# Interrogation about generation of capillary files byMatlab program

Asked by Luc OGER on 2020-08-20

Hi,

in order to test a different contact angle for my simulation with capillary interaction I am using the Matalb programs writeCapFile.m and its two linked ones.
I started first by using the inital case theta=0 and I am surprised by the non continuous evolution of the calculated maximum suction versus the rRatio:
see the matlab output:
For r = 1, maximum suction found: final uc = 9230
For r = 1.1, maximum suction found: final uc = 16749
For r = 1.25, maximum suction found: final uc = 19036
For r = 1.5, maximum suction found: final uc = 22843
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For r = 1.75, maximum suction found: final uc = 26389
For r = 2, maximum suction found: final uc = 21154
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For r = 3, maximum suction found: final uc = 31738
For r = 4, maximum suction found: final uc = 41922
For r = 5, maximum suction found: final uc = 51901
For r = 10, maximum suction found: final uc = 88968

The jump down during the evolution between 1.75 and 2 is quite strange ???? it is like two different slopes

is it two different ways of calculating the data ?
how this fact can influence the output files M(r=...) ?

Luc

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2020-08-31
 Jérôme Duriez (jduriez) said on 2020-08-31: #1

Hi Luc,

No, there is only one way of calculating that (rather arbitrary) maximum dimensionless suction value .

Maximum suction is here the first suction value for which the mean filling angle between two (liquid-bonded and contacting) particles is less than 0.7 degrees.

"first" referring to a geometric sequence of suction values, starting from low suction (and filling angle >> 0.7 degrees), and multiplying each time by 1.2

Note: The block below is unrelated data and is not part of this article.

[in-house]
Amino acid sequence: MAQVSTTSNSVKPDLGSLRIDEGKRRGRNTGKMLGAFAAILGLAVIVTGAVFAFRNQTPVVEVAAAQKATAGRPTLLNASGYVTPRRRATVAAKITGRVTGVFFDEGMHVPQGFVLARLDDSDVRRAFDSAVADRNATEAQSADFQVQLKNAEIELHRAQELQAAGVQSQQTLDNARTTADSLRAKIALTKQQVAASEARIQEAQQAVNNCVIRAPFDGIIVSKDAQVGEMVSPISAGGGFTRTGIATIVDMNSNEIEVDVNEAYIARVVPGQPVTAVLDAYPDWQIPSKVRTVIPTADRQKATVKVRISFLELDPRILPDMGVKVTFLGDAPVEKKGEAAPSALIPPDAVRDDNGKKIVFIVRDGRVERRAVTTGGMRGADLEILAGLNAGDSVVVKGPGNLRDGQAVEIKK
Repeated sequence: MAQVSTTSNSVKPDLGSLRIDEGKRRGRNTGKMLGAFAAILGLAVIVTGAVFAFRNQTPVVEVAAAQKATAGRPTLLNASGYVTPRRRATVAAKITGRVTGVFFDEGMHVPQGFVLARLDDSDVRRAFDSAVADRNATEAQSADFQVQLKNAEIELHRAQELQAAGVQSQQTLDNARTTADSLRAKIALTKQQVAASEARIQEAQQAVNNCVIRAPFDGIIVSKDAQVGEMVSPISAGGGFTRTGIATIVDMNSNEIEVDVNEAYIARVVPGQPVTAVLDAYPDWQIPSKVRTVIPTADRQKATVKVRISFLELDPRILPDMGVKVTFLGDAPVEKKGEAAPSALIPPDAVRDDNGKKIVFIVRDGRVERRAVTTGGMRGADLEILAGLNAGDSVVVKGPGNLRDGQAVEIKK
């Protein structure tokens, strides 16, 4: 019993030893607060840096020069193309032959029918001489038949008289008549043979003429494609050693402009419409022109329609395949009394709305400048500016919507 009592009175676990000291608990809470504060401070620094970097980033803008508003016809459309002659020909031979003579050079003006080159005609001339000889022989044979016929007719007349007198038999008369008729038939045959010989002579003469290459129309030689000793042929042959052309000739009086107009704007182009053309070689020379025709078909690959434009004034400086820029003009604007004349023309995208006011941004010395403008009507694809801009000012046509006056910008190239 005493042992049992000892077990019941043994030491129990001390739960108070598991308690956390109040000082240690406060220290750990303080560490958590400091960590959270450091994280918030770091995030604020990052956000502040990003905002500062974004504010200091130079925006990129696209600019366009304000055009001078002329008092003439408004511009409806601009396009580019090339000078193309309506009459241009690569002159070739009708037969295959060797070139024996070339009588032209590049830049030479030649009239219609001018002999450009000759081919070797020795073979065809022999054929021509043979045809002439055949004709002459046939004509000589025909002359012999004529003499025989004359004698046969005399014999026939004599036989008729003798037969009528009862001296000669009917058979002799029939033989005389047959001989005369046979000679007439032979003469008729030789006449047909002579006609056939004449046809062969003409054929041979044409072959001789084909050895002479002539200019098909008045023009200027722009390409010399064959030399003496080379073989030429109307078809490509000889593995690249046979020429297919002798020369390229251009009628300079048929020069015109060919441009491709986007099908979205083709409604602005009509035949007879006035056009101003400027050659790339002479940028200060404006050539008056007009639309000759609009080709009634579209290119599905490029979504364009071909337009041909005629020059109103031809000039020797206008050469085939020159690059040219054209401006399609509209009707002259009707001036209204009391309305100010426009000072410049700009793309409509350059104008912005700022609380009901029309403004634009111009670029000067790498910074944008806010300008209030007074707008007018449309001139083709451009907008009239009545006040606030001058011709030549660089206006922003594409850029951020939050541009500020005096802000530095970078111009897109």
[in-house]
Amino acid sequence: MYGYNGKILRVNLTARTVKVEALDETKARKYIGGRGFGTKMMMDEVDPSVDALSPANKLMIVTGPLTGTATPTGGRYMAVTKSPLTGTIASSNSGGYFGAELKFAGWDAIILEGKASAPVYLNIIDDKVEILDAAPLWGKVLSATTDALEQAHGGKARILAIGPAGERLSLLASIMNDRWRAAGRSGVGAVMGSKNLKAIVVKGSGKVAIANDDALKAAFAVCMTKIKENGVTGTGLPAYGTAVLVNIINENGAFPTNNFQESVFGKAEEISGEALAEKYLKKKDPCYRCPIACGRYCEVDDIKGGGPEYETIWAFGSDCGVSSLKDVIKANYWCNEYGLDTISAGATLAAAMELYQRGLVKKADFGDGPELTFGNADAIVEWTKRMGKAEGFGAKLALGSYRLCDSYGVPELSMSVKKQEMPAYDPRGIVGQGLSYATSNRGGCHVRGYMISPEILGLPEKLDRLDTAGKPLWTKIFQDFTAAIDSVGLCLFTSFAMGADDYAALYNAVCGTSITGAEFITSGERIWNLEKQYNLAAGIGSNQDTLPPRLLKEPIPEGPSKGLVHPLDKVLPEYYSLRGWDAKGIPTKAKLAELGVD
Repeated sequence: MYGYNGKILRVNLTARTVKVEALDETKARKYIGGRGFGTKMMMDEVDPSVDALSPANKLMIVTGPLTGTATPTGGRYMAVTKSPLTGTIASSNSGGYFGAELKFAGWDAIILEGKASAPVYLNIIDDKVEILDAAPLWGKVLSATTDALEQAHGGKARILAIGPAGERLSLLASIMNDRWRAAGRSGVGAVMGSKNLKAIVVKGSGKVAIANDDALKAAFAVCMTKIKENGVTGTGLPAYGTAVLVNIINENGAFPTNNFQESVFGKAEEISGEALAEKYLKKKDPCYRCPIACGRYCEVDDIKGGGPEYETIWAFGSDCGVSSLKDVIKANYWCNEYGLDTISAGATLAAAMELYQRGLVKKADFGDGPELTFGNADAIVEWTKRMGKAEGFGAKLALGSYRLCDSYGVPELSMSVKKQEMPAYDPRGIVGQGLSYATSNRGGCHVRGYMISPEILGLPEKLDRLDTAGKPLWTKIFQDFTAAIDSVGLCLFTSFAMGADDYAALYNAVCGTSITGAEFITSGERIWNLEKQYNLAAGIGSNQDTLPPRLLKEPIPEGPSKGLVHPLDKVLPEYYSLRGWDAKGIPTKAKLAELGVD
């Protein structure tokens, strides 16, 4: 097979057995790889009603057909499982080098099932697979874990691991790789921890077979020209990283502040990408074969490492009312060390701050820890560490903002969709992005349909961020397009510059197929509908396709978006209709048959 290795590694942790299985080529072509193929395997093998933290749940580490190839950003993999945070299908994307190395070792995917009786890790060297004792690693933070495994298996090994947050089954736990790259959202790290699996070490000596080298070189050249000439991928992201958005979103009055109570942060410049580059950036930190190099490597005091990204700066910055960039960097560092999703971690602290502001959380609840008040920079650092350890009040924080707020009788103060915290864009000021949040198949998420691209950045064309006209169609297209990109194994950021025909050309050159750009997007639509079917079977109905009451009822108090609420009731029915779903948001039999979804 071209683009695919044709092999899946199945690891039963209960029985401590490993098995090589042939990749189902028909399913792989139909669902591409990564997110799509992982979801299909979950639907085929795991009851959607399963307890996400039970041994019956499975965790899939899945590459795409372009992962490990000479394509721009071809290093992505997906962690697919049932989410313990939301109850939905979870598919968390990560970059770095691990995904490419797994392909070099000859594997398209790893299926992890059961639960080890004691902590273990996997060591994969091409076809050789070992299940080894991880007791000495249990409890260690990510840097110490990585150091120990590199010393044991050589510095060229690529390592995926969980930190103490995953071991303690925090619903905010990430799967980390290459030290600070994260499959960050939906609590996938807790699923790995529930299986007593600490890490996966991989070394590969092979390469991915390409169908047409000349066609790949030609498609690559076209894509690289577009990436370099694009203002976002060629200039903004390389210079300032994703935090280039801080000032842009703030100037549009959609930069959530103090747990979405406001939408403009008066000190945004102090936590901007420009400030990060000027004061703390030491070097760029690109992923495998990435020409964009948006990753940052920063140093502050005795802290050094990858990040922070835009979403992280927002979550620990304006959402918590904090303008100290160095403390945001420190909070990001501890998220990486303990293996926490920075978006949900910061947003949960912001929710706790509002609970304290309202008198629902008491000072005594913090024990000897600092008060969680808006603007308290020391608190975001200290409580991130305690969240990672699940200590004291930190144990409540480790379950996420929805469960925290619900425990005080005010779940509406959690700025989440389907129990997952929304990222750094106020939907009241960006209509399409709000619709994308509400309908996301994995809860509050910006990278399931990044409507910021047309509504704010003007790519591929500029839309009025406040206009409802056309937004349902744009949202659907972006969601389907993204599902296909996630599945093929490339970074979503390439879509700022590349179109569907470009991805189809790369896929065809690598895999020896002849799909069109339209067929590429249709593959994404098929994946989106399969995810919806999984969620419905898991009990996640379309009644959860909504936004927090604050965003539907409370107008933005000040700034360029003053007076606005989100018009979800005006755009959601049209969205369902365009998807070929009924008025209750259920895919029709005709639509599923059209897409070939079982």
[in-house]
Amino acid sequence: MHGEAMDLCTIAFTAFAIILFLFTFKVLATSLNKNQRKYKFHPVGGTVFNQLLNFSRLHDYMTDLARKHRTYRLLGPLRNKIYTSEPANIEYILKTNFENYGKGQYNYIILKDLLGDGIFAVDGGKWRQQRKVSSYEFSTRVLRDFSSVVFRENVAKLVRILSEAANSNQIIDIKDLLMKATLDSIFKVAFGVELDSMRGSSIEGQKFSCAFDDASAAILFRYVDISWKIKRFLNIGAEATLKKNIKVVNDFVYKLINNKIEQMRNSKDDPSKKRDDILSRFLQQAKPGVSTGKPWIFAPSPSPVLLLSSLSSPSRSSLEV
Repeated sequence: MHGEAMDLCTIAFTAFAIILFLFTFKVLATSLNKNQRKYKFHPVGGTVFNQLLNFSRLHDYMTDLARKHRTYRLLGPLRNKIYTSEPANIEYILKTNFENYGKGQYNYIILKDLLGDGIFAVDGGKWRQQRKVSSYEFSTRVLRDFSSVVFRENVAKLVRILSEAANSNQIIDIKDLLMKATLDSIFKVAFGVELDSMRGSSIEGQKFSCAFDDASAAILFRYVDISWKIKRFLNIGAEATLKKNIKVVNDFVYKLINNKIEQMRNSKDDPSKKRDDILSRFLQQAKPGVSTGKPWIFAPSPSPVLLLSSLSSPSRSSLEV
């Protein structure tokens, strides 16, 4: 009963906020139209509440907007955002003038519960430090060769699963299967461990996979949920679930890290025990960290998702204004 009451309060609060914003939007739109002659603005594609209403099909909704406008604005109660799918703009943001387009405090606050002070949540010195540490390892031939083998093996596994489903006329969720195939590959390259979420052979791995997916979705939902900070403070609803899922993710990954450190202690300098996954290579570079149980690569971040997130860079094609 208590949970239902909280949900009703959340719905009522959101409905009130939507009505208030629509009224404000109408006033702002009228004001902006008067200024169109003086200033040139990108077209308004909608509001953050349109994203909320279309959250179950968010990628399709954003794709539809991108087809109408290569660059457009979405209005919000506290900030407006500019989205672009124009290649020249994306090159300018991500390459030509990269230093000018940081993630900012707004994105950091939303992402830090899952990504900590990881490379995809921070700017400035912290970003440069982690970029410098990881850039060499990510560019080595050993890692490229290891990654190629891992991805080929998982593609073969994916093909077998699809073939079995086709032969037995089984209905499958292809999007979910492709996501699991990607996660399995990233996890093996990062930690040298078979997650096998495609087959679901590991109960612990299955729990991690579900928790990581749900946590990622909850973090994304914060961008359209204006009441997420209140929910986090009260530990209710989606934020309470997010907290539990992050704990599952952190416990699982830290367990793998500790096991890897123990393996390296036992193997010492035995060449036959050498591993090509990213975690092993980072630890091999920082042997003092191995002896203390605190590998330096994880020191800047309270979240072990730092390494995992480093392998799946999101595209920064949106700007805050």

There is a "step" aspect here and I think this explains that non monotonous variation.

When one is able to high-jump 0.50 m but fails at 1.5 m, it does not mean that 0.5 m really constitutes his high-jumping maximum level (maybe the guy could jump 0.9 m but he did not get the opportunity to try).

In terms of liquid bridges, maybe the (r=1.75;uc* = 26389) reached a mean filling angle = 0.4 degrees, while uc* = 26389/1.2 led to just 0.71 degrees, barely passing the test to multiply uc* by 1.2.

Whereas the situation would be different for r=2, with the last filling angle reached being equal to 0.69 => no need to increase uc* further, even though the corresponding liquid bridge is not as tiny as the previous one.

As for the consequences on the output files, you may see the M(r=2) file missing more capillary bridge configurations than the M(r=1.75) one, in the high suction regime.

(Both files miss capillary configurations anyway since theory says that a non-zero capillary attractive force exists until infinite suction, and that's not the case in both files)

Nothing to worry if you do not go in that regime.
If you go, YADE should output a message saying that no meniscus is found at a contact, which contradicts the above theory.